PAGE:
Study Guides (247,963)
United States (123,256)
CPH 306 (2)
Watson (2)

CPH 306 Final: 306 Final

9 Pages
Unlock Document

Public Health
CPH 306

Chapter 10: Tobacco - A legal product used by a significant proportion of adults - But a substance responsible for more adverse health consequences and death than any other drugs - Cultivated and used by Native Americans for centuries o Presented tobacco leaves as a gift to Colombus in 1492 - The word “Tabaco” was adopted by the Spanish o Possibly from the Arabic word ‘tabbaq” meaning “medicinal hers” - 1500s: Recognition of the medical potential grew - French physician Jean Nicot: early proponent o Nicotine (the active ingredient) and Nicotiana (the plant genus were named after him) - 16 and 17 centuries: viewed as having many positive medical uses but as having a negative reproductive effect - 1890s: Nicotine dropped form the U.S. Pharmacopoeia - Two major species grown today (out of more than 60) o Nicotiana Tobacum: Large-leaf species indigenous only to South America but now cultivated widely o Nicotiana rustica: small-leaf species from the west Indies and Eastern North America - Tobacco Products: snuff, chewing tobacco, cigars, cigarettes o Snuff 18 century: snuff use became widespread as smoking decreased o Snuff: In U.S., perceived as a British product; American use declined after the Revolution o Chewing tobacco 19 century: most tobacco used in the U.S. was chewing tobacco. o Chewing tobacco: smoking did not surpass chewing until the 1920s o Cigars: A combination of chewing and smoking o Cigars: peaked in popularity in 1920 o Cigarettes: Native Americans used thin reeds filled with tobacco o Cigarettes: Factories appeared in 19 century o Cigarettes: Habit spread widely with the advent of inexpensive machine-produced cigarettes o Cigarettes: currently most popular form of tobacco use - Cigarette product milestones: o 1913- Camels: low-prices domestic tobacco o 1939- Pall Mall: king size cigarettes o 1954- Winston: filter cigarettes - Filter cigarettes have over 90% of the U.S. cigarette market - 1604: King James of England published an anti-tobacco pamphlet o “harmful to the brain, dangerous to the lungs” o Note that he also supported the American tobacco trade - 1908: New York made it illegal for a woman to use tobacco in public - 1930s and 40s: Reports linking smoking and cancer - 1952: Readers’ Digest article “Cancer by the Carton” - Tobacco companies’ response to Readers’ Digest article: o Formation of the council for tobacco research ▪ Not independent and tried to undermine health risk claims o Mass-marketing of filter cigarettes and cigarettes with lowered tar and nicotine content ▪ Promoted as a ‘safer’ alternative - 1964: Surgeon General’s report states that smoking causes lung cancer in men - Tobacco sales began a decline that continued for 40 years after Sergeon General’s report release. - 1965: Congress required warning labels on cigarette packages - 1971: TV and radio cigarette ads banned - 1990: smoking banned on interstate buses and domestic airline flights - 1995: FDA proposed further regulation of tobacco and ads - Lawsuits seeking compensation for the health consequences of smoking - 1998 settlement between 46 states and major tobacco companies o 205$ billion in payments to the states o Advertising regulations o Enforcement of laws prohibiting sales to minor - Possible reasons for legal victories o Changing legal climate o Revelation of tobacco companies actions in hiding information on the adverse effects of smoking - For ‘safer’ cigarettes lower levels of nicotine and tar. o Caveat: people adjust their smoking behavior to obtain a consistent amount of nicotine o By taking more puffs and inhaling more deeply o Tar is the sticky brown material seen on the filter of a smoked cigarette o Based on changes in smoking behavior, there may be no advantage to seitching to a low tar low nicotine cigarette - Current Cigarette Use: 25% men. 20% women - Education is the single biggest influence on smoking rates - Percentage of smokers by education: High school diploma: 28%, undergraduate degree: 11%, full time college students: 5%, non college students: 19% - 1970s: use of smokeless tobacco increased as smokers looked for an alternative with lower risk of lung cancer. - Most common form of smokeless tobacco is moist snuff or nicotine absorbed through mucous membranes - Smokeless tobacco advantages over cigarettes include: unlikely to cause lung cancer, less expensive, and more socially acceptable in some circumstances - Smokeless tobacco is still hazardous - Smokeless tobacco health concerns include: increased risk of dental disease or oral cancer - Smokeless tobacco contains potent carcinogens such as nitrosamines - Smokeless tobacco causes leukoplakia - Smokeless tobacco can lead to nicotine dependence - In recent years, cigar smoking has increased - In 2008, 9% of males and 2% of females reported smoking a cigar in the past month. - Hookahs are a large ornate water pipe imported from Arab countries - Hookahs produce milder, water filtered tobacco smoke - Prevalence of hookah smoking is unclear - Major diseases linked to smoking include: lung cancer, cardiovascular disease, chronic obstructive lung disease including emphysema. - Risks increases for those who: start young, smoke many cigarettes, and continue to smoke for a long time. - Smoking is the single greatest avoidable cause of death. - Second hand smoke is cigarette smoke inhaled from the environment by nonsmokers - Components of environmental smoke include mainstream smoke and side stream smoke. - Mainstream smoke: the smoke inhaled/exhaled by the smoker. - Sidestream smoke: the smoke rising from the ash of a cigarette, more carcinogens in smoke but smoke is more diluted. - Second hand smoke health effects difficult to fully determine but include lung cancer and cardiovascular disease. - 1933: Environmental Protection Agency classified secondhand smoke as a known human carcinogen. - Smoking causes five million deaths worldwide each year - Estimated by 2030 that smoking related deaths will rise to 8 million. - Demand for American Cigarettes in Asia and third world countries has increased markedly - Smoking while pregnant increases risks of: miscarriage, low birth weight, sudden infant death syndrome (SIDS) - Several studies indicate smoking while pregnant effects on physiological and cognitive development such as neurological problems, problems with reading and math, and hyperactivity. - Nicotine is a naturally occurring liquid alkaloid that is colorless and volatile - Tolerance and dependence for nicotine develop quickly - Nicotine is highly toxic in large enough doses. - Lethal dose of nicotine is 60mg - A cigar contains 120mg of nicotine. - 90% of inhaled nicotine is absorbed - 80-90% of nicotine is deactivated in the liver and then excreted via the kidneys - Use of nicotine increases the activity of liver enzymes responsible for nicotine deactivation. - Nicotine mimics acetylcholine - Nicotine first stimulates and then blocks receptor cites. - Nicotine causes the release of adrenaline and has an indirect sympathomimetic effect - Low level nicotine poisoning symptoms: nausea, dizziness, and weakness - Acute level poisoning symptoms: tremors, convulsions, paralysis of breathing muscles, death. - CNS and circulatory system nicotine effects: increased HR, BP, O2 needed for the heart, decreased O2 carrying ability of blood. - Nicotine reduces hunger by inhibiting hunger contractions, increasing blood sugar and deadening of taste buds - Nicotine has both stimulant and calming effects - Tobacco industry claims that its products do not cause dependence - There are more than 40 million ex smokers in the U.S. - The five A’s: Ask, Advise, Assess, Assist, and Arrange. - The average smoker takes 8-13 attempts before they are successful - Chapter 15: Marijuana - Marijuana is a preparation of leafy material from the Cannabis plant that is usually smoked - Three Marijuana species: Cannabis sativa, Cannabis Indica, and cannabis ruderalis. - Cannabis sativa: used primarily for its fibers from which hemp rope is made - Cannabis indica: grown for its psychoactive resins - Cannabis ruderalis: grows primarily in Russia - THC is the primary psychoactive agent in Cannabis and is concentrated in the resin - Potency of Cannabis preparations depends on the amount of resin present - Most resin is in the flowering tops, less in the leaves - Hashish is the most potent preparation and in its purest form it consists of pure resin that has been carefully removed from the surface of leaves and stems nd - Sinsemilla is the 2 most potent preparation. - Sinsemilla consists of died flowering tops of plants with pistillate flowers, average THC content is 11% - Earliest mention of Marijuana was 2737 BC: Chinese pharmacy book - 1000 AD: Social use of the plant had spread to the Muslim world and North Africa. - 1926: series of newspaper articles linked marijuana and crine, public interest increased - 1936: all states has laws regulating the use, sale, and/or possession of marijuana - most early regulation efforts: based on concerns about use and criminal behavior, not based on direct evidence. - Marijuana Tax Act of 1937 followed the regulation-by-taxation theme of the 1914 Harrison Act - Marijuana Tax Act of 1936 state laws made possession and use of marijuana illegal - 1969: U.S. Supreme Court declared the Marijuana Tax Act unconstitutional - After the Marijuana Tax Act cost of marijuana increased significantly. - LaGuardia Report in 1944 concluded that marijuana use had less serious effects than commonly believed. - Use of marijuana increased throughout the 1950s-1960s - After smoking THC is absorbed rapidly by the blood and travels to the brain and then to the rest of the body. - After smoking peak mood-altering and cardiovascular effects occur within 5-10 minutes. - After oral administration THC is absorbed more slowly, peak effects occur about 90minutes following ingestion - THC has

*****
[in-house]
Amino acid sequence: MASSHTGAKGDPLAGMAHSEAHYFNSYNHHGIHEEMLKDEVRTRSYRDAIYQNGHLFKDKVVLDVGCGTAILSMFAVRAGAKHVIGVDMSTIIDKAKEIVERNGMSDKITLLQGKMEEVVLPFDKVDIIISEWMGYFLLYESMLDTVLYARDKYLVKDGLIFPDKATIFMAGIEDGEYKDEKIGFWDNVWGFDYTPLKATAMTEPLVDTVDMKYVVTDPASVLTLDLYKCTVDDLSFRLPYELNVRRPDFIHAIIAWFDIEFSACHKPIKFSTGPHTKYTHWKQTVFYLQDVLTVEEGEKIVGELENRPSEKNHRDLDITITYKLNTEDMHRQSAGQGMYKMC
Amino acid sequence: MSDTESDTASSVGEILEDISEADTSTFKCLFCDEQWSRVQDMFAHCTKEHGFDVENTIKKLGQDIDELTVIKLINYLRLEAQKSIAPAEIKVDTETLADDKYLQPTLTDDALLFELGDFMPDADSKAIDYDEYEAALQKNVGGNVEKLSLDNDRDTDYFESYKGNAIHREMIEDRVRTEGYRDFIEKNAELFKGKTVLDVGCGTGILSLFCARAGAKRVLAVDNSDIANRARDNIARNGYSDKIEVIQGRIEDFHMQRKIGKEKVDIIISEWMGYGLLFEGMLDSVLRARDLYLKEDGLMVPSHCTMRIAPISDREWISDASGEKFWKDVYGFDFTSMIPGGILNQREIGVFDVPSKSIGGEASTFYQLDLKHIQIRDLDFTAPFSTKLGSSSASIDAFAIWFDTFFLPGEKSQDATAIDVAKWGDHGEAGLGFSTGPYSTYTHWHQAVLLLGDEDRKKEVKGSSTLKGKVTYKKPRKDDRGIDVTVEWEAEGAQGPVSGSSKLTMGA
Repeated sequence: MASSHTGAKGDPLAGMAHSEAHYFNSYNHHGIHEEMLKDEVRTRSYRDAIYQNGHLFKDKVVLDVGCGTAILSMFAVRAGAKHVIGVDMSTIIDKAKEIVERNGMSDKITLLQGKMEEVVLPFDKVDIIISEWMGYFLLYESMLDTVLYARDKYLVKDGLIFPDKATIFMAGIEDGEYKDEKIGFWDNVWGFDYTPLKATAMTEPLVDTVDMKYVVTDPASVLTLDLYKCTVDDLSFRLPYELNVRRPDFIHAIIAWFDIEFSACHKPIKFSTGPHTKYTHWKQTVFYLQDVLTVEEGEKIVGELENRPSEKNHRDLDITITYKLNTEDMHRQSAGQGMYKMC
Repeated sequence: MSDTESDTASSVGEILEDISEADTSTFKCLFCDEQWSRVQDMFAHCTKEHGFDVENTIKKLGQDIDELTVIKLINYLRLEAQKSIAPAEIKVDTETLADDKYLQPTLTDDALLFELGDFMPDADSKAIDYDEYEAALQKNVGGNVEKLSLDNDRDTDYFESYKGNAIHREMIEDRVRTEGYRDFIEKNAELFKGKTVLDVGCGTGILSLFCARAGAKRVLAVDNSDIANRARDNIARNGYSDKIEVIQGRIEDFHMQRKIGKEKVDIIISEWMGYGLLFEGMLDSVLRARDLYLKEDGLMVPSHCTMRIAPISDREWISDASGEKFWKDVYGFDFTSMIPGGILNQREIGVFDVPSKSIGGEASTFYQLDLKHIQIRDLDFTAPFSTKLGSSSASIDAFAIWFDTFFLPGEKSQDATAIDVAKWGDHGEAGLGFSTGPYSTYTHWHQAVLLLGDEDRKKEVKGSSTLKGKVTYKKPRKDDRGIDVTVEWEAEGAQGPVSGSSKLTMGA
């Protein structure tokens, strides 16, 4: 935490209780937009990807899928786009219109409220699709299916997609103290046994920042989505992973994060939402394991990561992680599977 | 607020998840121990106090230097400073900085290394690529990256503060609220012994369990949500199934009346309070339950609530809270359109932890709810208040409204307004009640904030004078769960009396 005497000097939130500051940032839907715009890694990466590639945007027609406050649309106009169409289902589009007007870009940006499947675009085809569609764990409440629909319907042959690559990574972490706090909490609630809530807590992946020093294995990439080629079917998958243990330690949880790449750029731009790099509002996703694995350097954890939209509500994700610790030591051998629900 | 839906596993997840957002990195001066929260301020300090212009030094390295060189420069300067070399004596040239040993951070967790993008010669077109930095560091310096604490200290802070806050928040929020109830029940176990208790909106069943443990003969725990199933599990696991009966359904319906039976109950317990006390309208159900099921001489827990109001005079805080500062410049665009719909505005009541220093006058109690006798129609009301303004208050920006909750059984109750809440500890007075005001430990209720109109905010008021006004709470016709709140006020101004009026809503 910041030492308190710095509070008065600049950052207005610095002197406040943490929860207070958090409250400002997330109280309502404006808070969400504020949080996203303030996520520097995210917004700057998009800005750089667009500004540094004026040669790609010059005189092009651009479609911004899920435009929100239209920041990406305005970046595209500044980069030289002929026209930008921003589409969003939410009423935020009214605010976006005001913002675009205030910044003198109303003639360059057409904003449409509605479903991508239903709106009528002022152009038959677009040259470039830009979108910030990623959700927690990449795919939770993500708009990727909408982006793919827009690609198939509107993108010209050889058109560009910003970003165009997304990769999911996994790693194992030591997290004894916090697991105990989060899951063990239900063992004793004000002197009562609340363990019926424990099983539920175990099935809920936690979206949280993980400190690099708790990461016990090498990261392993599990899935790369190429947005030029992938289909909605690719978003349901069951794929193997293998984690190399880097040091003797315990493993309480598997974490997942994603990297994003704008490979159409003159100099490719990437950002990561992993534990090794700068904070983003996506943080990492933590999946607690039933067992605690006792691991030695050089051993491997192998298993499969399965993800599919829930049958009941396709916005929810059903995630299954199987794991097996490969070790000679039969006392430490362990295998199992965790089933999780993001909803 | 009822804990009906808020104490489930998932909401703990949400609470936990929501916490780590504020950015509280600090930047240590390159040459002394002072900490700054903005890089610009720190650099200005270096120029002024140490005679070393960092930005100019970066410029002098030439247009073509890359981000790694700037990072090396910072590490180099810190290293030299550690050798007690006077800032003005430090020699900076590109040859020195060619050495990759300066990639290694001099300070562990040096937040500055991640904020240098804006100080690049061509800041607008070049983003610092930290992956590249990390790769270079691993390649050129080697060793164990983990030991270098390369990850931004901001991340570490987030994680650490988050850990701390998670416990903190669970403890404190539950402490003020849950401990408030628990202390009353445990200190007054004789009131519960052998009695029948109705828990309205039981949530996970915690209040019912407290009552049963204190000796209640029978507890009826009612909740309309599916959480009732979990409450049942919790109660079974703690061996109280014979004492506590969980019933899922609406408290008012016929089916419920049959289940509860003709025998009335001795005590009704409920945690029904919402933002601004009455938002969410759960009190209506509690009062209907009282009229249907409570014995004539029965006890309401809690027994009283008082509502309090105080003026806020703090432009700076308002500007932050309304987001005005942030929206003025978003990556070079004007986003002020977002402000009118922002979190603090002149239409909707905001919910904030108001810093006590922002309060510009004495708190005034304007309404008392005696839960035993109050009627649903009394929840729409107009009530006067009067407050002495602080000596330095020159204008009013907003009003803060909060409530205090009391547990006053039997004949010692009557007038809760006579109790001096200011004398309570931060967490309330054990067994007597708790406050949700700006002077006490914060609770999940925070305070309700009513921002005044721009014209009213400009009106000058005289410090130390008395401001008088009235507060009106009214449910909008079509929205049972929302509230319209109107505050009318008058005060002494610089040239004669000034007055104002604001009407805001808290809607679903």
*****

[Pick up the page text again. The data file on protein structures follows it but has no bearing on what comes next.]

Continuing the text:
More Less

Related notes for CPH 306

Log In


Join OneClass

Access over 10 million pages of study
documents for 1.3 million courses.

Sign up

Join to view


By registering, I agree to the Terms and Privacy Policies
Already have an account?
Just a few more details

So we can recommend you notes for your school.

Reset Password

Please enter below the email address you registered with and we will send you a link to reset your password.

Add your courses

Get notes from the top students in your class.